Table of Contents
Low Voltage Cutoff
Low voltage cutoff is a feature to help protect the battery in your model from over-discharge. This can be especially important for lithium-polymer (LiPo) batteries, which can be permanently damaged if their voltage drops too low. With LVC enabled, if pack voltage drops below the level specified all tank movement will be disabled and all lights attached to the TCB, as well as the two onboard red and green LEDs, will begin to blink in a pattern from fast to slow, over and over again.
Check this to enable LVC. If unchecked, the TCB will continue to operate no matter how low your battery voltage becomes!
Specify the voltage below which you want vehicle operation to cease. If you are using lithium-polymer batteries (LiPo) a conservative level would be 3.2 volts per cell. In other words if you are using a 2S LiPo, a cutoff voltage of 6.4 volts would be reasonable (but you may wish to set it even higher).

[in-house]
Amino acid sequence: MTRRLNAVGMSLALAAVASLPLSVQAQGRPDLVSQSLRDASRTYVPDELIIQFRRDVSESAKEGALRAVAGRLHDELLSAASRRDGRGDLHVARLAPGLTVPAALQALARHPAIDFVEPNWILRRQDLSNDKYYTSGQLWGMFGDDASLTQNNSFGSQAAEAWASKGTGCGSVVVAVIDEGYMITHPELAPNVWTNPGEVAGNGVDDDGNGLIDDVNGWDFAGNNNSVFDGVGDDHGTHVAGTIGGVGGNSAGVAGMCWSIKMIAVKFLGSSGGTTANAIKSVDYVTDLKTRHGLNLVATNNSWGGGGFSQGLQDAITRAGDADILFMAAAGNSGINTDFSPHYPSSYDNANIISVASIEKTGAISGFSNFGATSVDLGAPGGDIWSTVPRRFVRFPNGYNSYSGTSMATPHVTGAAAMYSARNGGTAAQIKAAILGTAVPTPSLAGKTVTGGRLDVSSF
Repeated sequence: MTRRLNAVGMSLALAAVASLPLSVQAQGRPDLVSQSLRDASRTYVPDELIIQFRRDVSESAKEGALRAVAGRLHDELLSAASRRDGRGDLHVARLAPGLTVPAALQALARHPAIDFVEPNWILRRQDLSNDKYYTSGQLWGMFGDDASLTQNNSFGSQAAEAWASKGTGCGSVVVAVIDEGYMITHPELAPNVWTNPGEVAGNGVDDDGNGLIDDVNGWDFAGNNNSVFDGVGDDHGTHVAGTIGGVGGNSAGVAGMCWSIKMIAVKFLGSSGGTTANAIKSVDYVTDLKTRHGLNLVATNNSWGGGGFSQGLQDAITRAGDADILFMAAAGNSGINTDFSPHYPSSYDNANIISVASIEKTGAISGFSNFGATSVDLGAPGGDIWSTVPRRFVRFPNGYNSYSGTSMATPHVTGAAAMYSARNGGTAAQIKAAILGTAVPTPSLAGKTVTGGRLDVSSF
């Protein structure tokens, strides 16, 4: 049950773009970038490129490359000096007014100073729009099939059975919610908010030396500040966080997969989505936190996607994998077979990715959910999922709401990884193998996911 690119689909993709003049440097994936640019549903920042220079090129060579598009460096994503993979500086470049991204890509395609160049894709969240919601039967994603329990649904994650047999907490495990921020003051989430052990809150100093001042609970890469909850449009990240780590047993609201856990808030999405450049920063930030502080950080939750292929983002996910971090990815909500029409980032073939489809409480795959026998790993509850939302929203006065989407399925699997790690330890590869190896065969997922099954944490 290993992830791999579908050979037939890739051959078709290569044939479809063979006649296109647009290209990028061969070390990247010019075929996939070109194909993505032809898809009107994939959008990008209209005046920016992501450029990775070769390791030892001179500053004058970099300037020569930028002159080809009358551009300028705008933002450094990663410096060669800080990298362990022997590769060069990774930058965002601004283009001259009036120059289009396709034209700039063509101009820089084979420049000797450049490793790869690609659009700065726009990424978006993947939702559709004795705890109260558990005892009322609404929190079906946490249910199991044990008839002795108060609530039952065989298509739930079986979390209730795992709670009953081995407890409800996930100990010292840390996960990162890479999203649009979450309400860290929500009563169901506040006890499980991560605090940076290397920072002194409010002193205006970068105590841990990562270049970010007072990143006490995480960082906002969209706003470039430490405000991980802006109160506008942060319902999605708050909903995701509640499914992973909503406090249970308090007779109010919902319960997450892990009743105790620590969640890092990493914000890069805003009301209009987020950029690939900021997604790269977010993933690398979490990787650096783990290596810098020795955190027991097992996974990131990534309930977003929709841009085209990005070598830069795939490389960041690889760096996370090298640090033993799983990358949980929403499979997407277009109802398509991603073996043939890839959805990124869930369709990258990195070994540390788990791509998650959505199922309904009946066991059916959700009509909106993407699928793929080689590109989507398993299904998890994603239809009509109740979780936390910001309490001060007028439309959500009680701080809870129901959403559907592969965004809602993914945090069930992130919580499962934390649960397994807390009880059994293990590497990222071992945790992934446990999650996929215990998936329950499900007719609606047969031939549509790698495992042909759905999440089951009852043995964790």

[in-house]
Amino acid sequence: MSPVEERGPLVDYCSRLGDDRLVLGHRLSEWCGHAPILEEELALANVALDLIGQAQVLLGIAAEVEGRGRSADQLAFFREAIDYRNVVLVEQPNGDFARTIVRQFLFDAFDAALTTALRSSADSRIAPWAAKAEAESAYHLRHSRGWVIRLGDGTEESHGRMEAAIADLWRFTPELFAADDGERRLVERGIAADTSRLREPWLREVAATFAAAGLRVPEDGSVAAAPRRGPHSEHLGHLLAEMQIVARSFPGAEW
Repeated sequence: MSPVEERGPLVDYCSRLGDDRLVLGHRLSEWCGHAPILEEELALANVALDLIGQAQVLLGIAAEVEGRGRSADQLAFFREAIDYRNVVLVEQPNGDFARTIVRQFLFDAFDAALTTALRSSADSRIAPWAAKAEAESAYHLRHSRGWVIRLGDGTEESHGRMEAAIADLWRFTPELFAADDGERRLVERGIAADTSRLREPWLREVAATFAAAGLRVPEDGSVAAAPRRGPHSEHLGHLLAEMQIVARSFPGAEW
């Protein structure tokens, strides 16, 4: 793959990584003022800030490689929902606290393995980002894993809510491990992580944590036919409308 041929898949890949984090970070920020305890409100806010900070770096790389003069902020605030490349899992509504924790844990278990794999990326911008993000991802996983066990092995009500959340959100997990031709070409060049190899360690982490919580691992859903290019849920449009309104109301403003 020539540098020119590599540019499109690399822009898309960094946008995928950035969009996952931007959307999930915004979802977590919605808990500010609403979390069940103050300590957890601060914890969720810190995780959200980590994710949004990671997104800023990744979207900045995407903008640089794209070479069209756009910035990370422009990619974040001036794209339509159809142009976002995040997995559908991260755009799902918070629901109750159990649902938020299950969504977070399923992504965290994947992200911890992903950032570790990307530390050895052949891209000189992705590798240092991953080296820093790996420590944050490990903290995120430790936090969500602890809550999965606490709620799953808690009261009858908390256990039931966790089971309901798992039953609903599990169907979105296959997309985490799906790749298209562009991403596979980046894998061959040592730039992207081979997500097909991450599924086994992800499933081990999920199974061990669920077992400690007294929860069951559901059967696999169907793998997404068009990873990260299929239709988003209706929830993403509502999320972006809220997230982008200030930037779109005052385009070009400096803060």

For NiCad and NiMH batteries 1 volt per cell is a typical cutoff level, though you may find your model getting sluggish even before it gets that low. The standard Tamiya/Heng-Long NiCad packs that are marked “7.2v” are made up of 6-cells. When fully charged they can actually read anywhere from 7.8 to 8.4 volts, depending on the charger you are using. By the time they get down to the actual 7.2 volt rating they are nearly discharged, although they can go down to 6 volts without damage. You can specify cutoff of 6.0 volts but as already mentioned you will probably notice the model slowing down even before that level.